4
$\begingroup$

An angle is a simple geometric figure that is obtained by taking a ray and rotating it about a point to form another ray, both of which have their starting point in common. The initial rays is called the initial side, the final one is called the terminal side and the common point is called the vertex.

The point of measuring angles is to describe, in a way to what degree (pun intended) the initial line is rotated about the vertex to obtain the terminal line. The three usual measures of angles i.e. degree, radian and grads are dimensionless since they are all based on measuring an angle as a ratio of the arc length to the radius (I might be wrong, please let me know if I am).

Now, let's say that we have an angle $AOB$, as shown here :

Figure - 1

Here, $OP = OQ = 1~\mathrm{unit}$. $L$ is the length of the arc $PQ$.

So, why can't we call say that $L$ is the angle measure of $\angle AOB$ (in a new angle measurement system). For such a system, the measure of any given angle will be the same as it's measure in radians, only the dimensionality will be different. The dimensionality of angle measure in this system becomes the same as of lengths. I don't see how that's a problem, though.

Also, I find thinking about measuring angles like this much simpler than as a ratio of arc lengths.

So, can this be called a valid way of measuring angles. If not, why?

Thanks!

$\endgroup$
8
  • 2
    $\begingroup$ Yes: hint: en.wikipedia.org/wiki/Radian $\endgroup$ Nov 19, 2020 at 17:58
  • $\begingroup$ @GyroGearloose True, but the dimensionality differs... $\endgroup$ Nov 19, 2020 at 17:59
  • $\begingroup$ Which "dimensionality"? Maths does intentionally ignore physical measurements. 1unit=1. $\endgroup$ Nov 19, 2020 at 18:02
  • $\begingroup$ @GyroGearloose Please refer to Misha Lavrov's answer... $\endgroup$ Nov 19, 2020 at 18:03
  • $\begingroup$ When we calculate sines (and other trig functions) as power series, we need the angle squared, cubed, etc. Those need to be added, so they should have the same dimensionality, that is, dimensionless constants. $\endgroup$ Nov 19, 2020 at 18:24

2 Answers 2

9
$\begingroup$

The units on a measurement tell you, among other things, how the number will change if you decide to change the units you use.

Suppose that "$1$ unit" in your case is $1$ meter, and you measure the arc length $L$ to be $0.7$ meters. Reporting the angle as "$0.7$ meters" suggests that if we were using centimeters instead, the angle would be $70$ centimeters.

But that's not what actually happens. If we make "$1$ unit" be $1$ centimeter, then the arc will become $100$ times smaller, and the arc length $L$ will change to $0.7$ centimeters.

So it make sense to report the angle simply as "$0.7$" in both cases, because if we change the units we're using, the angle does not change.

$\endgroup$
8
  • $\begingroup$ Now that's a good point that I need to ponder over, thanks! $\endgroup$ Nov 19, 2020 at 17:57
  • $\begingroup$ If you work with Cartesian coordinates, you don't have meters, inches, Fahrenheit's, ounces or Dollar, you just have real numbers. $\endgroup$ Nov 19, 2020 at 18:08
  • $\begingroup$ @GyroGearloose But when you put Cartesian coordinates on the real plane, you need to decide on a unit length. (Anyway, if you don't have meters, inches, and so on, then we can't distinguish between different units of measurement, and so this question isn't even one we can ask. So we have to put units on our lengths to answer it.) $\endgroup$ Nov 19, 2020 at 18:11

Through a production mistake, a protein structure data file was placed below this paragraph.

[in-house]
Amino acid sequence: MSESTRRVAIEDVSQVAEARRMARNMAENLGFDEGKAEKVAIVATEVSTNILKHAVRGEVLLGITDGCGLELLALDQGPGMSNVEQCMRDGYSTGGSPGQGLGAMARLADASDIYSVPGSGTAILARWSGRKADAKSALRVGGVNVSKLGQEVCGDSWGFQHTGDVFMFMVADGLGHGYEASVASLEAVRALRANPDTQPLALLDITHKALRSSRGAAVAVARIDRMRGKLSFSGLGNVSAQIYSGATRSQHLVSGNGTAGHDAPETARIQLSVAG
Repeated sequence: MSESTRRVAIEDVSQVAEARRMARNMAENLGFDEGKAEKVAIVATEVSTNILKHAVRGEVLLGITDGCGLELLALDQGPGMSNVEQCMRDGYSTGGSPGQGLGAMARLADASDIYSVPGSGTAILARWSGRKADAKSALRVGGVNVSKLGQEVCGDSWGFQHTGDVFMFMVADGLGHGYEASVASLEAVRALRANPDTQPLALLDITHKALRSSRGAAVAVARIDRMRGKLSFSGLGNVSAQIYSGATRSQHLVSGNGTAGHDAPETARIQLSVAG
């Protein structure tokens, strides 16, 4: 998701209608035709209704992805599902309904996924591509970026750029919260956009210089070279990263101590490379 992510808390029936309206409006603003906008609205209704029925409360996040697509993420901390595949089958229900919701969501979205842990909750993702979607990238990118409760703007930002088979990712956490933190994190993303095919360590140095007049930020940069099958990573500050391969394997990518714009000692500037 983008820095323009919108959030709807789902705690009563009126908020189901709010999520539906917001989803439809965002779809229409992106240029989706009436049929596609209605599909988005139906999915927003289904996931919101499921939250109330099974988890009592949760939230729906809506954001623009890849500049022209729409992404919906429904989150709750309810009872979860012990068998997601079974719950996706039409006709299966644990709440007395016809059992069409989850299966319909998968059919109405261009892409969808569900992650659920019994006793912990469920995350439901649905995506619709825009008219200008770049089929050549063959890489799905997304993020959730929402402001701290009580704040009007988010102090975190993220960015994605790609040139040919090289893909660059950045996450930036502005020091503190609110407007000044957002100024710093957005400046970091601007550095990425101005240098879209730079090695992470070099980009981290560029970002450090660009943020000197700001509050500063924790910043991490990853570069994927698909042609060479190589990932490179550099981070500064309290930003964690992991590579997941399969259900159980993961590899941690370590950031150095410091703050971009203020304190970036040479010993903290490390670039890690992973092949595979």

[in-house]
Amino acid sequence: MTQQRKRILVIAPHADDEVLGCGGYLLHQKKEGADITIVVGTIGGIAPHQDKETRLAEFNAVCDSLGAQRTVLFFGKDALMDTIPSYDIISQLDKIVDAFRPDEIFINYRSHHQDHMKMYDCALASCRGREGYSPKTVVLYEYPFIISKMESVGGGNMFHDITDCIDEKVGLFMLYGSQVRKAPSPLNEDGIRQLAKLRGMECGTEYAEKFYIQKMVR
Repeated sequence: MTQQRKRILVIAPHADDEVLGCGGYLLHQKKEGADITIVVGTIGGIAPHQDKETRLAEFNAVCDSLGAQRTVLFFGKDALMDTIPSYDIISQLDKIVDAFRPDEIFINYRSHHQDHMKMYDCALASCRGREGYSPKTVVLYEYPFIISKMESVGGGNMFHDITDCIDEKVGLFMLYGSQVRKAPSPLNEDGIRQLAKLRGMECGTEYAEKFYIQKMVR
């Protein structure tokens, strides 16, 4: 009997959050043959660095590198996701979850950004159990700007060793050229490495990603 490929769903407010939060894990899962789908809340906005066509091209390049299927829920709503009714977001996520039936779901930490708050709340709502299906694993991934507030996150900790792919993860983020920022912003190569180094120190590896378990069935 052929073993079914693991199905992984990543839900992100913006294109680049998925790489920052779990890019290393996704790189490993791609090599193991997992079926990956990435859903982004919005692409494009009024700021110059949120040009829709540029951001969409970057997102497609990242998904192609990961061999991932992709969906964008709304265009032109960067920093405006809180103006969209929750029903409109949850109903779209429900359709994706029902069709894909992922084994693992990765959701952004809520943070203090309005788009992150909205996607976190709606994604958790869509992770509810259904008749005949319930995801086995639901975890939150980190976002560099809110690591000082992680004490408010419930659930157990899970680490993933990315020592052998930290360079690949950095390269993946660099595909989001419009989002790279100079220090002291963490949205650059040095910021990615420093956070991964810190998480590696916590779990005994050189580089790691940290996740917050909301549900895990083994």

• $\begingroup$ "But when you put Cartesian coordinates on the real plane" Cartesian coordinates make up the real plane. You are confusing "real plane" with "physical plane" $\endgroup$ Nov 19, 2020 at 18:13
  • 2
    $\begingroup$ Exactly. So when you try to put Cartesian coordinates on the Euclidean plane, you have to arbitrarily pick a point $(0,0)$ and then arbitrarily pick another point to be $(1,0)$ and at that point you have chosen a unit length: the distance between the two points you picked. $\endgroup$ Nov 19, 2020 at 18:32
2
$\begingroup$

Units of measurement are attached to values to represent their behavior under change of scale, or change of unit.

Consider a stick, whose length is measured in units of length. Let's say it is $x$ metres long. If we scale the object up by a factor of $c$, the stick will be $c\cdot x$ metres long. If we choose to measure in centimetres instead, the stick will be $100 \cdot x$ centimetres long.

Consider a carpet, whose area is measured in units of length squared. Let's say it has an area of $y$ square metres. If we scale the object up by a factor of $c$, the carpet will have an area of $c^2 \cdot y$ square metres. If we choose to measure in centimetres instead, the carpet will have an area of $100^2 \cdot y$ square centimetres.

In general, if a value in some system is measured in $m^n$, then scaling the system, or our unit of measurement, will cause that value to be scaled with the $n$-th power of the scale factor.

Now let's look at your angle example, and find the appropriate $n$ such that an angle should be measured in $m^n$. Let's say our initial unit of measurement is $m$ and the size of our angle is $1$ radian large. If we scale our angle up by a factor of $c$, it is still $1$ radian large, its value has multiplied by $c^0$. If we measure in $cm$ instead, the angle will still be $1$ radian large, it has been scaled by a factor of $100^0$. So it only makes sense for our angle to have units of length to the power of $0$, which means the angle is unitless.

$\endgroup$

Your Answer

By clicking “Post Your Answer”, you agree to our terms of service, privacy policy and cookie policy

Not the answer you're looking for? Browse other questions tagged or ask your own question.